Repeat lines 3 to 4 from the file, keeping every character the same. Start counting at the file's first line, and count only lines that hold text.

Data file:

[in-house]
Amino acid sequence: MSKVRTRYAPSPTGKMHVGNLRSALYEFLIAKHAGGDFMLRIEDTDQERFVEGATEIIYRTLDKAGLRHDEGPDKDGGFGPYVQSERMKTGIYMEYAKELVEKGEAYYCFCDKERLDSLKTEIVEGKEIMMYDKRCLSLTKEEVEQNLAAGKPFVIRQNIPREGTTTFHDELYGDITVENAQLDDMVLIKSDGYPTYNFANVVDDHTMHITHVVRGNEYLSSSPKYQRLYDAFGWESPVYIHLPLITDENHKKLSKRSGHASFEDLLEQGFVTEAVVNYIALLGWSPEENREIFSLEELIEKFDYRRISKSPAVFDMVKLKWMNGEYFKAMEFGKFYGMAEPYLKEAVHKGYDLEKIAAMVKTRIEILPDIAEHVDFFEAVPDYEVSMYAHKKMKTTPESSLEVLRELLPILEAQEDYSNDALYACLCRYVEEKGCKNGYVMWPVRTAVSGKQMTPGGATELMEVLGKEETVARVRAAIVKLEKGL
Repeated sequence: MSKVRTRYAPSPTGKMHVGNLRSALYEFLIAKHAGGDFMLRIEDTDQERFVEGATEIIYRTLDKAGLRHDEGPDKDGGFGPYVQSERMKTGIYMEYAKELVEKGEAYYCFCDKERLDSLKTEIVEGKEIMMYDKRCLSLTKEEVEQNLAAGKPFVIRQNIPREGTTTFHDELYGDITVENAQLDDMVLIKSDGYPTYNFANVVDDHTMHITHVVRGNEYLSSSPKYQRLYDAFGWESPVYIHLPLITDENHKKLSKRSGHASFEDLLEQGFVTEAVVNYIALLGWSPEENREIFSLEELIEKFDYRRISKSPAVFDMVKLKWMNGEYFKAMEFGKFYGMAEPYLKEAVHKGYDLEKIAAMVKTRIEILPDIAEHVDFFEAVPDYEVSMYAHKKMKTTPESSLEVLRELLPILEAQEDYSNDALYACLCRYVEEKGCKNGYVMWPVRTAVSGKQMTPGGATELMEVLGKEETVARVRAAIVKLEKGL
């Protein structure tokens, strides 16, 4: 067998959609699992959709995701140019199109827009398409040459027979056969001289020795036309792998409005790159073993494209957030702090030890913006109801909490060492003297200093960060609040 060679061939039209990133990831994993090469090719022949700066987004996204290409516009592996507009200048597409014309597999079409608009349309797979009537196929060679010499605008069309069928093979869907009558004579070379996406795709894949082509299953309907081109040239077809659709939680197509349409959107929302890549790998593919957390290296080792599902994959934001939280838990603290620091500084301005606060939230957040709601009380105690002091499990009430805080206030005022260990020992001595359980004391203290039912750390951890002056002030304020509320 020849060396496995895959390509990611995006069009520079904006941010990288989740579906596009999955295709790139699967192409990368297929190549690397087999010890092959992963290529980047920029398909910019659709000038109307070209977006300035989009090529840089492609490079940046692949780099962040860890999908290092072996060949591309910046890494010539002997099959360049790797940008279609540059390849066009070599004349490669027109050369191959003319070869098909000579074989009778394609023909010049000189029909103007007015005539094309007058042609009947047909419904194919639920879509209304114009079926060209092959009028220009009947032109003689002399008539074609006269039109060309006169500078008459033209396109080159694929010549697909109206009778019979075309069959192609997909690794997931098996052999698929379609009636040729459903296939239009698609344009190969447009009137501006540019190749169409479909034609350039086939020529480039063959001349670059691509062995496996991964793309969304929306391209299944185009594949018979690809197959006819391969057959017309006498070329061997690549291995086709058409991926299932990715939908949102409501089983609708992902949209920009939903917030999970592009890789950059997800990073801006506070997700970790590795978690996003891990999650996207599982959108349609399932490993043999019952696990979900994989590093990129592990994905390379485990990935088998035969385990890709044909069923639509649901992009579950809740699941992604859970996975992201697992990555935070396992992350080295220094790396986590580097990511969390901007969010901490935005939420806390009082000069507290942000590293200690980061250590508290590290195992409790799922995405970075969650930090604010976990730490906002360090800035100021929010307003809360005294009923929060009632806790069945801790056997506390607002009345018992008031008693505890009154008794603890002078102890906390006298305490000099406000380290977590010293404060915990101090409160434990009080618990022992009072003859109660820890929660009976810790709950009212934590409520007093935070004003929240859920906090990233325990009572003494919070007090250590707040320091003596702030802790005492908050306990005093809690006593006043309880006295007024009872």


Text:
Repeated sequence: MSKVRTRYAPSPTGKMHVGNLRSALYEFLIAKHAGGDFMLRIEDTDQERFVEGATEIIYRTLDKAGLRHDEGPDKDGGFGPYVQSERMKTGIYMEYAKELVEKGEAYYCFCDKERLDSLKTEIVEGKEIMMYDKRCLSLTKEEVEQNLAAGKPFVIRQNIPREGTTTFHDELYGDITVENAQLDDMVLIKSDGYPTYNFANVVDDHTMHITHVVRGNEYLSSSPKYQRLYDAFGWESPVYIHLPLITDENHKKLSKRSGHASFEDLLEQGFVTEAVVNYIALLGWSPEENREIFSLEELIEKFDYRRISKSPAVFDMVKLKWMNGEYFKAMEFGKFYGMAEPYLKEAVHKGYDLEKIAAMVKTRIEILPDIAEHVDFFEAVPDYEVSMYAHKKMKTTPESSLEVLRELLPILEAQEDYSNDALYACLCRYVEEKGCKNGYVMWPVRTAVSGKQMTPGGATELMEVLGKEETVARVRAAIVKLEKGL
């Protein structure tokens, strides 16, 4: 067998959609699992959709995701140019199109827009398409040459027979056969001289020795036309792998409005790159073993494209957030702090030890913006109801909490060492003297200093960060609040 060679061939039209990133990831994993090469090719022949700066987004996204290409516009592996507009200048597409014309597999079409608009349309797979009537196929060679010499605008069309069928093979869907009558004579070379996406795709894949082509299953309907081109040239077809659709939680197509349409959107929302890549790998593919957390290296080792599902994959934001939280838990603290620091500084301005606060939230957040709601009380105690002091499990009430805080206030005022260990020992001595359980004391203290039912750390951890002056002030304020509320 020849060396496995895959390509990611995006069009520079904006941010990288989740579906596009999955295709790139699967192409990368297929190549690397087999010890092959992963290529980047920029398909910019659709000038109307070209977006300035989009090529840089492609490079940046692949780099962040860890999908290092072996060949591309910046890494010539002997099959360049790797940008279609540059390849066009070599004349490669027109050369191959003319070869098909000579074989009778394609023909010049000189029909103007007015005539094309007058042609009947047909419904194919639920879509209304114009079926060209092959009028220009009947032109003689002399008539074609006269039109060309006169500078008459033209396109080159694929010549697909109206009778019979075309069959192609997909690794997931098996052999698929379609009636040729459903296939239009698609344009190969447009009137501006540019190749169409479909034609350039086939020529480039063959001349670059691509062995496996991964793309969304929306391209299944185009594949018979690809197959006819391969057959017309006498070329061997690549291995086709058409991926299932990715939908949102409501089983609708992902949209920009939903917030999970592009890789950059997800990073801006506070997700970790590795978690996003891990999650996207599982959108349609399932490993043999019952696990979900994989590093990129592990994905390379485990990935088998035969385990890709044909069923639509649901992009579950809740699941992604859970996975992201697992990555935070396992992350080295220094790396986590580097990511969390901007969010901490935005939420806390009082000069507290942000590293200690980061250590508290590290195992409790799922995405970075969650930090604010976990730490906002360090800035100021929010307003809360005294009923929060009632806790069945801790056997506390607002009345018992008031008693505890009154008794603890002078102890906390006298305490000099406000380290977590010293404060915990101090409160434990009080618990022992009072003859109660820890929660009976810790709950009212934590409520007093935070004003929240859920906090990233325990009572003494919070007090250590707040320091003596702030802790005492908050306990005093809690006593006043309880006295007024009872």